The Affordable Care Act - Dispelling FUD

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Re: The Affordable Care Act - Dispelling FUD

Postby VinTek » Fri Sep 21, 2012 2:15 pm

Well it looks like the AARP has caught on to Ryan's budget.

Paul Ryan booed over Medicare at AARP convention

LA Times wrote:Just five minutes into his talk at the gathering of the powerful 50-and-older lobby on Friday, the architect of the Republican proposal to change Medicare for the next generation of seniors was repeatedly interrupted as he criticized President Obama’s healthcare law.

"The first step to a stronger Medicare is to repeal Obamacare, because it represents the worst of both worlds," Ryan said as the crowd in New Orleans booed audibly.

"I had a feeling there'd be mixed reaction," Ryan acknowledged, pausing briefly. "So let me get into it."

But Ryan only drew further objections from the crowd as he provided a more detailed explanation for his criticism of the healthcare law.

When he suggested that Obama was cutting $716 billion from Medicare over the next decade to pay for the costs of insuring more Americans under the healthcare law, those gathered booed. Ryan's own budget relies on using the same savings from Medicare, but he applies it to paying down the nation's deficit.

Ryan also elicited a round of objections when he suggested that the healthcare law "weakens Medicare for today's seniors and puts it at risk for the next generation." The healthcare law reduces spending on Medicare payments to providers, which officials have said would add eight years to the program's solvency, though it is still expected run out of money by 2024.

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Romney's Baffling Claim About Medicare Pay Cuts For Doctors

Postby VinTek » Fri Nov 02, 2012 9:09 am

Interestingly enough, even at this late date, Romney is generating new FUD about the ACA.

Health care in general — and Medicare, in particular — have been big parts of this year's presidential campaign.

But over the last couple of weeks, Republican Mitt Romney has been making a new claim that doesn't quite clear the accuracy bar.

It has to do with $716 billion in Medicare reductions over 10 years included in the federal health law, the Affordable Care Act. And it's become a standard part of Romney's stump speech.

Here's how he put it last week in his big economic speech in Ames, Iowa:

Romney wrote:It matters to the senior who needs to get an appointment with a medical specialist, but is told by one receptionist after another that the doctor isn't taking any new Medicare patients; because Medicare has been slashed to pay for Obamacare.

"Not true," says Harold Pollack, a professor of public health policy at the University of Chicago. "I'm honestly rather baffled at the arguments that Governor Romney is making."

Now it is true that the law envisions reductions in Medicare. And some of that money will help pay for the rest of the law. And there are problems in some places with doctors not being willing to accept Medicare patients. But those two things aren't actually connected.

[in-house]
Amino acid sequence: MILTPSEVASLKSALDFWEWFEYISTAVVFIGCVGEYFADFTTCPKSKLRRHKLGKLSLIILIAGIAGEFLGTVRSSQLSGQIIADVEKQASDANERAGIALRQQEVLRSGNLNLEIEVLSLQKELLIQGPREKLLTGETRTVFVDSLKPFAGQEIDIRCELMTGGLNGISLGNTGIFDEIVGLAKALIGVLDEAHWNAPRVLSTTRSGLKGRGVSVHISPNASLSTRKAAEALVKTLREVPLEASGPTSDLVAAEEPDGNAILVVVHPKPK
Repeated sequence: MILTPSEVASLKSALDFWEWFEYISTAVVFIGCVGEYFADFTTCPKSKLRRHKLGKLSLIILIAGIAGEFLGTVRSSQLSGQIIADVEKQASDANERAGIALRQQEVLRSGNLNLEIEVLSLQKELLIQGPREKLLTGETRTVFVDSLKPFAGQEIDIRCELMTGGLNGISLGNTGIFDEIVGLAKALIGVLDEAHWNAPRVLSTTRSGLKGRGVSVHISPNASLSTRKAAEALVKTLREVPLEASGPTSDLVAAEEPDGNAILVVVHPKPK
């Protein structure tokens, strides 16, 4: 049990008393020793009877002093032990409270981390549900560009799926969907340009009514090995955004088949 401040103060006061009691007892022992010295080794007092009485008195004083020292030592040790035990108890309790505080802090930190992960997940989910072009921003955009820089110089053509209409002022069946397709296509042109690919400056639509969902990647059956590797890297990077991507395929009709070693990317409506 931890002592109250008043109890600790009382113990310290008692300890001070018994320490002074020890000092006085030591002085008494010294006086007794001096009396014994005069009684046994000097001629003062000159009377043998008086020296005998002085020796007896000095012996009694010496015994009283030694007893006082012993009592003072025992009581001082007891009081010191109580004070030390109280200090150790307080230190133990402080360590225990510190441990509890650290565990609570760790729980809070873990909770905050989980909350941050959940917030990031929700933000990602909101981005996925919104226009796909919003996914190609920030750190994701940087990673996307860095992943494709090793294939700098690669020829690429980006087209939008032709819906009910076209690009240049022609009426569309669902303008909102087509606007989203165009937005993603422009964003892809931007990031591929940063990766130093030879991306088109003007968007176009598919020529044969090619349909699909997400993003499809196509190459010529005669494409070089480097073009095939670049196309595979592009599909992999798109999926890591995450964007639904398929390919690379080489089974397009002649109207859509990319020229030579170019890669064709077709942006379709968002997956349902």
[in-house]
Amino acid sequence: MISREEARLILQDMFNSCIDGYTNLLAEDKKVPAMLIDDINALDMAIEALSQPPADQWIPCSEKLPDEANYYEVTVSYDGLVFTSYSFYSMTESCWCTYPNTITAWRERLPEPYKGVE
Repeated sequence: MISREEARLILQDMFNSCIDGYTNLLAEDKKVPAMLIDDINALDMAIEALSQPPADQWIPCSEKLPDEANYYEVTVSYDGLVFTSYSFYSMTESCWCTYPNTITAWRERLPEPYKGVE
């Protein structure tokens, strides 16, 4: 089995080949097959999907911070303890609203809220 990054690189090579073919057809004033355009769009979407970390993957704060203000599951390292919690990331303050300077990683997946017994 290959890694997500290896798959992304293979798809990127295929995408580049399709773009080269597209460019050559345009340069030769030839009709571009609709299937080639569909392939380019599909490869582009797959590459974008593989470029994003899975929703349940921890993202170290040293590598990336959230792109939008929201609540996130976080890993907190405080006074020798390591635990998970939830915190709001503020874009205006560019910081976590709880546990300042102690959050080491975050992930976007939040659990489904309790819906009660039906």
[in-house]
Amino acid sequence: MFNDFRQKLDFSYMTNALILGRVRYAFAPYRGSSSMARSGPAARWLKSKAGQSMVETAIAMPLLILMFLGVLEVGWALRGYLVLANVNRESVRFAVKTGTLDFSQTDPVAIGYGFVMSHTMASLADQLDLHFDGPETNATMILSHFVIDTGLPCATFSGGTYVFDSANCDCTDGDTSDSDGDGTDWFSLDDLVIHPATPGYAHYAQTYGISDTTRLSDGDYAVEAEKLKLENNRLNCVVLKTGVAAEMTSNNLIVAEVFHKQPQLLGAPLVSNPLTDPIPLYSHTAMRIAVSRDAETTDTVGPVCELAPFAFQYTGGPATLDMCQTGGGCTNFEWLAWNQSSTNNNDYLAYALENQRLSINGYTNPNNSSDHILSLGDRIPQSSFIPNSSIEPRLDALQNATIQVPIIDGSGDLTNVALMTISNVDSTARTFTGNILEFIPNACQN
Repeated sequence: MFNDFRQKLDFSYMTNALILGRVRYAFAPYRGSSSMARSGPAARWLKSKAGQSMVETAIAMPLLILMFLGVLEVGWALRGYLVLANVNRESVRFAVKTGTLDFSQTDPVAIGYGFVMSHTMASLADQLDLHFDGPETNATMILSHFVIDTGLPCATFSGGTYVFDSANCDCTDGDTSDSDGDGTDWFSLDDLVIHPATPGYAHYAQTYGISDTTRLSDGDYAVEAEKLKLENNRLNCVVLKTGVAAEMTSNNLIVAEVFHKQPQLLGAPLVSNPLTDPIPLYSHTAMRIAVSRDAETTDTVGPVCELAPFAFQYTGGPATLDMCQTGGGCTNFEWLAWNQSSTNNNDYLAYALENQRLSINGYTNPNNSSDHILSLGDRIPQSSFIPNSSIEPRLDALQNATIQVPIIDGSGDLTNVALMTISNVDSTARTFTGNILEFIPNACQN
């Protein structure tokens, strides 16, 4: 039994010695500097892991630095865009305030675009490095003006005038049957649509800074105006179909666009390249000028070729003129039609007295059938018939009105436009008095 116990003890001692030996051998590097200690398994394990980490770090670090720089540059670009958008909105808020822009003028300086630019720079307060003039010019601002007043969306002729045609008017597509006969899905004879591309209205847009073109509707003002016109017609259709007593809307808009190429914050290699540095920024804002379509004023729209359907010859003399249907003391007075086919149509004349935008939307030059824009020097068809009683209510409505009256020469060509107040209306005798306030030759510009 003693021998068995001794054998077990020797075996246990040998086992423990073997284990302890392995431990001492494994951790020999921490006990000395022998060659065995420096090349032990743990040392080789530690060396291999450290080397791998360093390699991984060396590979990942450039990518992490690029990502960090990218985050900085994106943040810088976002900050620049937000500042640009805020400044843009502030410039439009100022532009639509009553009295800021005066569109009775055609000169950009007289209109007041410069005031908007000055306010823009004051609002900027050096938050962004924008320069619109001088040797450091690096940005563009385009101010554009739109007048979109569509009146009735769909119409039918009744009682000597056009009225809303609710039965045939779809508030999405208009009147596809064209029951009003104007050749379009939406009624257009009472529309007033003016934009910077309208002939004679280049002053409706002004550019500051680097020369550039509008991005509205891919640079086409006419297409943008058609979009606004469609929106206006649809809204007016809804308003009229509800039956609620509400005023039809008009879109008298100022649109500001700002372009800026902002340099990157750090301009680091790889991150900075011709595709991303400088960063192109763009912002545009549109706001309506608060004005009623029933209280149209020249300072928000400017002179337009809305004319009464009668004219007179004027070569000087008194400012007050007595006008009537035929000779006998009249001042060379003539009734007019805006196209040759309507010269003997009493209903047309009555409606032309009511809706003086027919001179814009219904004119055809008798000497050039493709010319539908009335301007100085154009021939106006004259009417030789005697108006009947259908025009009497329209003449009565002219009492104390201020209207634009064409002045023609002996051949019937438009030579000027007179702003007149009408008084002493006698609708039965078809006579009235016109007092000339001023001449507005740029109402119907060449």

The problem with Medicare pay for doctors actually predates passage of the health law by more than a decade — it's a preexisting condition, if you will, Pollack says. "And every year, Congress has to go through the song and dance with something called the doctor fix to prevent Medicare fees from a fairly catastrophic reduction. That has nothing to do with the Affordable Care Act. Health reform does not cut physician fees."

In fact, the nation's doctors were furious when the health law passed in 2010 that it didn't fix the doctor fee problem. It turned out that would have been too expensive. That's why Congress is still grappling with the problem today.

The law did, however, take a few steps to boost some payments for some doctors, says Pollack, including "improving reimbursement for primary care providers" in both Medicare as well as the Medicaid program, where the shortage of doctors has been even more acute.

So how does Gov. Romney back his claim?

A campaign email pointed to a 2010 survey of doctors by the Physicians Foundation, in which 30 percent said the law would prompt them to close their practices to new Medicare patients. But the survey had a response rate of only 2.4%, and more than two-thirds of those who responded started out with a self-described negative view of the law.

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Re: The Affordable Care Act - Dispelling FUD

Postby DoingHomework » Fri Nov 02, 2012 10:51 am

Yeah. But let's say what he said was not a lie. Let's say it was true. He still did not tell us what he would do to fix the underlying problem! It's one thing to describe a problem and propose a solution. It's quite another to bad mouth your opponent without offering any productive solutions. Unfortunately there are enough voters that can't see through his nonsense that he still has a slight chance.

Did you read the interesting comments from Michael Bloomberg yesterday? In short, he is endorsing Obama. He thinks Obama is the guy who can bridge the political iceberg between the parties as Romney has alienated everyone with his slippery positions and lack of any stand on anything. And Bloomberg is a moderate who was a Republican all his life until 2008 when he got fed up with the party. The man is unarguably pro-business and certainly not a liberal by any stretch.

Personally I am getting to the point that I hardly care who wins next Tuesday...for any race. I just want to incessant robocalls and vicious attack post cards to stop.

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